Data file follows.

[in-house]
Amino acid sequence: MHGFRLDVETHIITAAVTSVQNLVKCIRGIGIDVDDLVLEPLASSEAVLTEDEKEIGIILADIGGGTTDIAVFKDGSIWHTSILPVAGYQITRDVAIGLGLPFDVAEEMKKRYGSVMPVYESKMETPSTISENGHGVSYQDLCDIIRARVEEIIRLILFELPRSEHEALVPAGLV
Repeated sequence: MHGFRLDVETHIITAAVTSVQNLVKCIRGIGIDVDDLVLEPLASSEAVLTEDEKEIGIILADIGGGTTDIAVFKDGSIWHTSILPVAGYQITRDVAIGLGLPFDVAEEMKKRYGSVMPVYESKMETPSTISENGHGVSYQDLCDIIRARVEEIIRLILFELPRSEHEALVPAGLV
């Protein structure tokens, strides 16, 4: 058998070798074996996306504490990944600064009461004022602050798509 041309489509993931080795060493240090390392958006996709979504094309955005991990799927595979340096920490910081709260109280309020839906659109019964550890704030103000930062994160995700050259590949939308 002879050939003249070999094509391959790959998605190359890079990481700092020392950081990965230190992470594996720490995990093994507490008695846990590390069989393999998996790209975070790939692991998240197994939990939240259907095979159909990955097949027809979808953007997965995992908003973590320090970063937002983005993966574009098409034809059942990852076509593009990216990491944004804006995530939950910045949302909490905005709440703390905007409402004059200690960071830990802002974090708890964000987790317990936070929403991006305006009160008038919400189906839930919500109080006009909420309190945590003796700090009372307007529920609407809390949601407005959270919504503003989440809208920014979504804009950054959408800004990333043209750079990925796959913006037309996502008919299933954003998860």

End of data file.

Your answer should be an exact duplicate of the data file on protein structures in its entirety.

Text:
[in-house]
Amino acid sequence: MHGFRLDVETHIITAAVTSVQNLVKCIRGIGIDVDDLVLEPLASSEAVLTEDEKEIGIILADIGGGTTDIAVFKDGSIWHTSILPVAGYQITRDVAIGLGLPFDVAEEMKKRYGSVMPVYESKMETPSTISENGHGVSYQDLCDIIRARVEEIIRLILFELPRSEHEALVPAGLV
Repeated sequence: MHGFRLDVETHIITAAVTSVQNLVKCIRGIGIDVDDLVLEPLASSEAVLTEDEKEIGIILADIGGGTTDIAVFKDGSIWHTSILPVAGYQITRDVAIGLGLPFDVAEEMKKRYGSVMPVYESKMETPSTISENGHGVSYQDLCDIIRARVEEIIRLILFELPRSEHEALVPAGLV
């Protein structure tokens, strides 16, 4: 058998070798074996996306504490990944600064009461004022602050798509 041309489509993931080795060493240090390392958006996709979504094309955005991990799927595979340096920490910081709260109280309020839906659109019964550890704030103000930062994160995700050259590949939308 002879050939003249070999094509391959790959998605190359890079990481700092020392950081990965230190992470594996720490995990093994507490008695846990590390069989393999998996790209975070790939692991998240197994939990939240259907095979159909990955097949027809979808953007997965995992908003973590320090970063937002983005993966574009098409034809059942990852076509593009990216990491944004804006995530939950910045949302909490905005709440703390905007409402004059200690960071830990802002974090708890964000987790317990936070929403991006305006009160008038919400189906839930919500109080006009909420309190945590003796700090009372307007529920609407809390949601407005959270919504503003989440809208920014979504804009950054959408800004990333043209750079990925796959913006037309996502008919299933954003998860």